1. Gardeck isn't getting more snaps. Golden is, but again, it's about the trust the coaches have in the player and Sanders hasn't earned that trust yet. Sanders did play 29 snaps against the Chargers (and Golden was PFF's highest-graded player in that game.) Just because a guy is a pick in whatever round doesn't mean they are ready to play.
  2. And this is a great example. You're mad that Sanders, for instance, doesn't play more, but then with the other rookie who is playing more and struggling, people want to know why he plays so much. The Cardinals need blocking from their main tight end. If you have a tight end who only does one thing, opposing defenses tend to figure out what could be coming. McBride is struggling when he's thrown the ball too right now. There are going to be growing pains and he is being force-fed.

From Stevie Henderson:

"The Cardinals are supposed to have one of the best strength and conditioning staffs in the NFL yet they seem to have many more and more long-lasting injuries than most other teams and at all positions this year. Has anyone questioned this?"

These guys play the most violent game around. Getting hurt is a question of when, not if, and it's about luck as well. I don't think it's about the strength and conditioning plan when both an offensive lineman and a cornerback have back issues. Or Zach Ertz has a knee landed upon. Or even with Rodney Hudson, whose body was breaking down already before deciding to try and play again this season. One of the biggest factors every year by the end of the season is what teams have the most injury luck.

From Chad J:

"How does revenue sharing work with a home game played internationally? It seems like a significant disadvantage to the 'home' team. And as I ask this before Mexico kickoff, the majority of fans are 49er fans and the Cards were booed on their way in? Also, can you explain the rules of journalism around sources and reporting information? 'Sources say…' is used a lot to report, but what qualifies someone as a source? What information is eligible to be reported versus 'off the record?' With the plethora of information out there, any suggestions on recognizing credible reports compared to rumor-mill reporting? Obviously, I love the Cards site and it is always my go-to for trustworthy news."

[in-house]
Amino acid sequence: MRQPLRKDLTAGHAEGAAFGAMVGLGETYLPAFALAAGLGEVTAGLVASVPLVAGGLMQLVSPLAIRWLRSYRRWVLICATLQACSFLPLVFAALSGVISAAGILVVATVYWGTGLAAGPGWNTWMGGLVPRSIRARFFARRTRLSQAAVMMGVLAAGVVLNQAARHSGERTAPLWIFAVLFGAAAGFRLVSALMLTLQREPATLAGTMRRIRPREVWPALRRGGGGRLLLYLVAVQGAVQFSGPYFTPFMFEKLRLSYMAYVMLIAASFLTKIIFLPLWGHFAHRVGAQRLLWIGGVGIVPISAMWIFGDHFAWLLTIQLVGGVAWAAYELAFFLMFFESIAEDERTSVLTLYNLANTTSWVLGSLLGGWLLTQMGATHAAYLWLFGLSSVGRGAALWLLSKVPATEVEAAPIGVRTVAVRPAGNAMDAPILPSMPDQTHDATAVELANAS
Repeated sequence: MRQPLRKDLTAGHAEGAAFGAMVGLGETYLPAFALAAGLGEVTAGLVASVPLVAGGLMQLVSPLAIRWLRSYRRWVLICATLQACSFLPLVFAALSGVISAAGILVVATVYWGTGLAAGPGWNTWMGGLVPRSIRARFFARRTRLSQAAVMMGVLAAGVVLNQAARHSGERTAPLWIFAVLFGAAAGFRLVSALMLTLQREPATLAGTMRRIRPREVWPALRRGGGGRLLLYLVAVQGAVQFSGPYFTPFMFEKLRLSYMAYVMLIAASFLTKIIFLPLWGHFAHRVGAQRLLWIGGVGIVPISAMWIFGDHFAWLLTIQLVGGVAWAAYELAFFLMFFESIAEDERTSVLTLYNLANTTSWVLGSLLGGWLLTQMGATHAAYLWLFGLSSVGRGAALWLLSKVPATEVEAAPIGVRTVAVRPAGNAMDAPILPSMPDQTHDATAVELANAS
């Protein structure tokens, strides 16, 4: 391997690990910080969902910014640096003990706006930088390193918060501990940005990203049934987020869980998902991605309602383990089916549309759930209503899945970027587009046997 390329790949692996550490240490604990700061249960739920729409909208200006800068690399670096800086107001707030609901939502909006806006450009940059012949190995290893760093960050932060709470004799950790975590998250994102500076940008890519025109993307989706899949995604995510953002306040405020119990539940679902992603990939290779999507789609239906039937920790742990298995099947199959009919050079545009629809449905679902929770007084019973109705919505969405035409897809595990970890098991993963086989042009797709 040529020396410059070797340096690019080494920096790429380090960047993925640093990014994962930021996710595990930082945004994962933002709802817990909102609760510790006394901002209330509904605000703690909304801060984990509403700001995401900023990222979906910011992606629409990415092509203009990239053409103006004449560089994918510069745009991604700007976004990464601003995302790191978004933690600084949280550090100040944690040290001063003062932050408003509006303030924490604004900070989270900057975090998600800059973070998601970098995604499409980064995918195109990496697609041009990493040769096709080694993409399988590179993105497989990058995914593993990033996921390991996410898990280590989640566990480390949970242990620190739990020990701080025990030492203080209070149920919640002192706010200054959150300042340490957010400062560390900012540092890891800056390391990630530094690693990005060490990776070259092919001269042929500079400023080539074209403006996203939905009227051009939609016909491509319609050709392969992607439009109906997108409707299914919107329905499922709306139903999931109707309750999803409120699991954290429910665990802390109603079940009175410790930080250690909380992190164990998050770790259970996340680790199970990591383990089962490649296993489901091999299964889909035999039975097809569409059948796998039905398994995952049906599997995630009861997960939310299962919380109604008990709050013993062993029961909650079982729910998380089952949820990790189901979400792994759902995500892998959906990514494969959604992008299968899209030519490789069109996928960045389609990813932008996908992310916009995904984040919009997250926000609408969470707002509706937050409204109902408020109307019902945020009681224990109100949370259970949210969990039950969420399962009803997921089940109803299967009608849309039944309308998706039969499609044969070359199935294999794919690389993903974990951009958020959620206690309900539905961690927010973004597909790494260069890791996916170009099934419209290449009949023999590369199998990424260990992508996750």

I'll save the journalism for second because that's my wheelhouse. But as for international games, the home team gets a set amount of money from the league to offset the missing home game, and the rest of the economics flow through the NFL. That doesn't account for the home-field advantage or the fans though -- as everyone saw, the crowd in Mexico was heavily pro-49ers (as opposed to the 2005 game, in which the crowd went with the flow of the game and most cheered for the Cardinals by the end.)

As for your "sources" question: As taught in journalism school, you aren't supposed to use anonymous sources if you can help it. And every story is supposed to have at least two sources to confirm anything. But both long ago have been punted in sports journalism -- pun intended -- in part because, frankly, it's a game. The sources that you see from Schefter or Rapoport or whomever most of the time is an agent, although it could be a team source. There are reasons people want info out there. Off-the-record is literally meant to be information that doesn't see the light of day -- it's supposed to be deep background that might send a reporter in the right direction, but not used directly. Too many times, off-the-record is interpreted as anonymous, and can be used without a name, and that's not correct.

From Simon from China:

"I am completely blown away by Dave Pasch's conversation with Wolf on his latest podcast. This is not just some of the best content on the Cardinals -- this might be my favorite podcast episode all time. I always loved Wolf as an analyst, but now -- especially after learning about what he had been through in his life -- I really appreciate and respect him as a person. The outtakes from the broadcast booth had me in tears, hope there will be a sequel to that! One request: I know you have been posting Dave's 'Call of the day' on YouTube, absolutely love it! Could you please expand this format and show more scenes, maybe including Wolf too? Thanks!"

I'm sure Wolf and Pasch will be happy to hear this. I'll pass on the suggestion.